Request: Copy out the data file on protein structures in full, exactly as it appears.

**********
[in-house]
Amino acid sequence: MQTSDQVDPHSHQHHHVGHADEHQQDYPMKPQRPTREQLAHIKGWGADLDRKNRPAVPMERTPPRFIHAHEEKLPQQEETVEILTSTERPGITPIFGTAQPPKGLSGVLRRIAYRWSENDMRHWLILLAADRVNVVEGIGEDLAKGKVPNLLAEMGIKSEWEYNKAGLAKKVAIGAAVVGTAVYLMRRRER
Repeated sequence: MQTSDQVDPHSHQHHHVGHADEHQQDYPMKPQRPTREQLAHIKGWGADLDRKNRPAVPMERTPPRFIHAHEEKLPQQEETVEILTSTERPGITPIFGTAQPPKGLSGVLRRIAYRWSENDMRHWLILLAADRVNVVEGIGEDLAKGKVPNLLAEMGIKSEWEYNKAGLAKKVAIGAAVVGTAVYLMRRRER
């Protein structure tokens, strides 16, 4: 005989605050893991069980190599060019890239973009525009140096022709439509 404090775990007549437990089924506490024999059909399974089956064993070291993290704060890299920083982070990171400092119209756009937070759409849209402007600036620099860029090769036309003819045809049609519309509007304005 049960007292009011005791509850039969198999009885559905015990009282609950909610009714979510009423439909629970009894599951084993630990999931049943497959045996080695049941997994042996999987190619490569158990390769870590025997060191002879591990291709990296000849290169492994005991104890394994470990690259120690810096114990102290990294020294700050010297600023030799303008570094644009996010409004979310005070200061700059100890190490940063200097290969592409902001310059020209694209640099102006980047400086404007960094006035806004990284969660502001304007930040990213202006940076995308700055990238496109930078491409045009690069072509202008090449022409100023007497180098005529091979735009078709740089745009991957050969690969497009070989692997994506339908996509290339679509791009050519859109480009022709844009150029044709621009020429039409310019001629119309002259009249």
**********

[in-house]
Amino acid sequence: MQTSDQVDPHSHQHHHVGHADEHQQDYPMKPQRPTREQLAHIKGWGADLDRKNRPAVPMERTPPRFIHAHEEKLPQQEETVEILTSTERPGITPIFGTAQPPKGLSGVLRRIAYRWSENDMRHWLILLAADRVNVVEGIGEDLAKGKVPNLLAEMGIKSEWEYNKAGLAKKVAIGAAVVGTAVYLMRRRER
Repeated sequence: MQTSDQVDPHSHQHHHVGHADEHQQDYPMKPQRPTREQLAHIKGWGADLDRKNRPAVPMERTPPRFIHAHEEKLPQQEETVEILTSTERPGITPIFGTAQPPKGLSGVLRRIAYRWSENDMRHWLILLAADRVNVVEGIGEDLAKGKVPNLLAEMGIKSEWEYNKAGLAKKVAIGAAVVGTAVYLMRRRER
């Protein structure tokens, strides 16, 4: 005989605050893991069980190599060019890239973009525009140096022709439509 404090775990007549437990089924506490024999059909399974089956064993070291993290704060890299920083982070990171400092119209756009937070759409849209402007600036620099860029090769036309003819045809049609519309509007304005 049960007292009011005791509850039969198999009885559905015990009282609950909610009714979510009423439909629970009894599951084993630990999931049943497959045996080695049941997994042996999987190619490569158990390769870590025997060191002879591990291709990296000849290169492994005991104890394994470990690259120690810096114990102290990294020294700050010297600023030799303008570094644009996010409004979310005070200061700059100890190490940063200097290969592409902001310059020209694209640099102006980047400086404007960094006035806004990284969660502001304007930040990213202006940076995308700055990238496109930078491409045009690069072509202008090449022409100023007497180098005529091979735009078709740089745009991957050969690969497009070989692997994506339908996509290339679509791009050519859109480009022709844009150029044709621009020429039409310019001629119309002259009249």